Some mountain ranges give you a wide variety of subjects to photograph. The Smoky Mountains include waterfalls, rivers, lots of trees, and wildflowers. Yosemite National Park also gives you a well-rounded venue of trees, waterfalls, and animals in the valley or venture into the High Sierra and capture wonderful pictures of mirror-smooth lakes with reflections of mountains and the sky.
Center of interest in your photo
To create a great image of a mountain range, you need to direct the viewer’s eye to your center of interest, just like with any other photograph. Mountain ranges are vast compilations of peaks and valleys. Here are seven tips to find a center of interest for your mountain scenes:
Use a tree as your center of interest. If you’re photographing a mountain range from a valley, use a tree as your center of interest, as shown in this image of Half Dome from Cook’s Meadow.
Look for a recognizable peak. Many mountain ranges have signature peaks. In Rocky Mountain National Park, Longs Peak is recognizable because it’s been photographed so frequently. Yosemite has El Capitan, Cloud’s Rest, and Half Dome. Compose your image in such a manner that the recognizable mountaintop is the center of interest.
Look for an unusual rock formation or prominent peak. If the mountain range doesn’t have a signature peak, look for an interesting-looking mountain peak or graceful rock formation to use as your center of interest.
Wait for the clouds. Clouds can make an otherwise dull image look interesting. If you photograph a scene with clouds, use your polarizing filter. Remember that a polarizing filter has the best results when you aim the camera 90 degrees from the sun.
Find a winding mountain road or path to direct your viewer’s eye. It can be the path in front of you or a path that comes in from the side of your picture. Move around until the path is in a position to draw your viewer into the scene.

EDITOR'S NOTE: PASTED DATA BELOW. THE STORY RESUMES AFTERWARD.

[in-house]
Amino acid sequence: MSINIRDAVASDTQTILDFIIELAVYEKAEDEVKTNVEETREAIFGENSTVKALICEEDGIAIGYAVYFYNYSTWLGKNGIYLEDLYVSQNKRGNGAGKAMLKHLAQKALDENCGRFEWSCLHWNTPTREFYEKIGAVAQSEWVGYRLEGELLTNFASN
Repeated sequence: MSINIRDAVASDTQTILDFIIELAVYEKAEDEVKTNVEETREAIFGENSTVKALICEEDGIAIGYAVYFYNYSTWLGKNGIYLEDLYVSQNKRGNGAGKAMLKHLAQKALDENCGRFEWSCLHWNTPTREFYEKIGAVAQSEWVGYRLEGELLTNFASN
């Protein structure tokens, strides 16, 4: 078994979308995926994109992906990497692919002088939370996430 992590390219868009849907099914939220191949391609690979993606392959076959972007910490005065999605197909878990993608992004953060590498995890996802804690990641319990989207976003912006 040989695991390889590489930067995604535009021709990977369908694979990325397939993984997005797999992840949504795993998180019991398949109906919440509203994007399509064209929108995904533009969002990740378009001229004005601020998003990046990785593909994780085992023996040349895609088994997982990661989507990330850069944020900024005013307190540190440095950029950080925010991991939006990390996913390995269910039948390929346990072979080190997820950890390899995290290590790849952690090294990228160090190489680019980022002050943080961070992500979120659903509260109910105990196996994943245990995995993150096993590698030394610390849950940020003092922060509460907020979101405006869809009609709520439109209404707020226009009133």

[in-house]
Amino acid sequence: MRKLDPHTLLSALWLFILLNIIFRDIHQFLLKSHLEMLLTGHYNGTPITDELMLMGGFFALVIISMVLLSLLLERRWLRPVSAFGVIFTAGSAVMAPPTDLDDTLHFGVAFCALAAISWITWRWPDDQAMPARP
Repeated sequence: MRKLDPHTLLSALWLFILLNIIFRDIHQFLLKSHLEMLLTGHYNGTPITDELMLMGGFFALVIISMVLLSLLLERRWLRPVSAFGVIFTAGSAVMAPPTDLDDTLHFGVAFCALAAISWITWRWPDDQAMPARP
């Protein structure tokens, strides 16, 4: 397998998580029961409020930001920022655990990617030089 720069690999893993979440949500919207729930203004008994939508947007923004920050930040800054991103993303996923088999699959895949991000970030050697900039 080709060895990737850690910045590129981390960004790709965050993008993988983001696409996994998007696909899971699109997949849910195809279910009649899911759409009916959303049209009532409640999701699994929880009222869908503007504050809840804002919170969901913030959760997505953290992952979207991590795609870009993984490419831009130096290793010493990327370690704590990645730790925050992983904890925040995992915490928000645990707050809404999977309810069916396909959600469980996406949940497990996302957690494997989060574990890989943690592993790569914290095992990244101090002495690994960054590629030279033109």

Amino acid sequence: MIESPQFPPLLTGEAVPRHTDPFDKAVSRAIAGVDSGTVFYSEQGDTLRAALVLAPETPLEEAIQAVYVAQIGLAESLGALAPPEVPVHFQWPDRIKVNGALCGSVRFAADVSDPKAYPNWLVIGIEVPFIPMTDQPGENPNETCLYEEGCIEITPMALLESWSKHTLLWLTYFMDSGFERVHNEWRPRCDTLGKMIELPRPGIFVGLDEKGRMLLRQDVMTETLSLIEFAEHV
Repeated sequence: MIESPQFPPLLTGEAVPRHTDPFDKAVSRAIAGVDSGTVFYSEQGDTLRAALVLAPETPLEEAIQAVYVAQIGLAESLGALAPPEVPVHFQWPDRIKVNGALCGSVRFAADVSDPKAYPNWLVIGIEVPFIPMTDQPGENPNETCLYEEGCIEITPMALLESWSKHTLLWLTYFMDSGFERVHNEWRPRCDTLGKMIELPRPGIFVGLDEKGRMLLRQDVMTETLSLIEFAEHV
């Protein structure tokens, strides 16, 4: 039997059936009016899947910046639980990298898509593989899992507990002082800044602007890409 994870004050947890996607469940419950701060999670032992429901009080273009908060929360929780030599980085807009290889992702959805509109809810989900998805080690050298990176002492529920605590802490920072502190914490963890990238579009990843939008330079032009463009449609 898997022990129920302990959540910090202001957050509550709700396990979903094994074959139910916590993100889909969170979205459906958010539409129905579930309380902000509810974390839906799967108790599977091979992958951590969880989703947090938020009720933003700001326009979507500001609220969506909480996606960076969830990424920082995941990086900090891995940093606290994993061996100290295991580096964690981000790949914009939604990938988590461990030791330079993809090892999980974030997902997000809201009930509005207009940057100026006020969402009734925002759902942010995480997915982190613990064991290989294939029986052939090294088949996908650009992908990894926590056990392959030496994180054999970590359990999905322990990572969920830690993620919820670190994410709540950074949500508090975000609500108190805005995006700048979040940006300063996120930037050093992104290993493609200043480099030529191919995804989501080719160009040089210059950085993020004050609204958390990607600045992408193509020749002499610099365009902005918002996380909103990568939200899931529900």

Draw the viewer to your center of interest with diagonal lines. The lines can be tree shadows, a fallen tree, a path — see the line with your mind's eye. The diagonal line can also be the side of a mountain.
Use curves to lead the viewer to the most important part of an image. A path, a river, an unusual grouping of trees — nature throws curves at you from every angle.
The perfect vantage point
When you find a vista that you want to photograph, assess the scene and find a center of interest. Walk around the scene, looking for an ideal vantage point — this depends on what you’re taking a picture of. As you move around, you see possibilities, and then a picture starts to take shape in your mind’s eye. Here are five suggestions for vantage points when photographing mountain ranges.
If the mountains rise high above you, photograph the scene from a low vantage point and place the horizon line in the lower third of the frame. This vantage point gives your viewers a sense of how high the mountains are.
If you’re using diagonals to draw your viewer’s attention to the center of interest, choose a vantage point that places the diagonal at one of the corners of the frame.
If you’re using a path to draw your viewers into the image, crouch low or lie down on the ground for a snail’s-eye view. Let the path fill the bottom of the frame from edge to edge.
If you’re high in the mountains and you have a lovely cloudscape, climb a little higher and shoot straight ahead to place the horizon line in the lower third of the image. This gives your viewers the sense that you’re high in the mountains.
Another alternative for when you’re high in the mountains is to point the camera down into a valley. This also gives your viewers the message that you’re at a high altitude.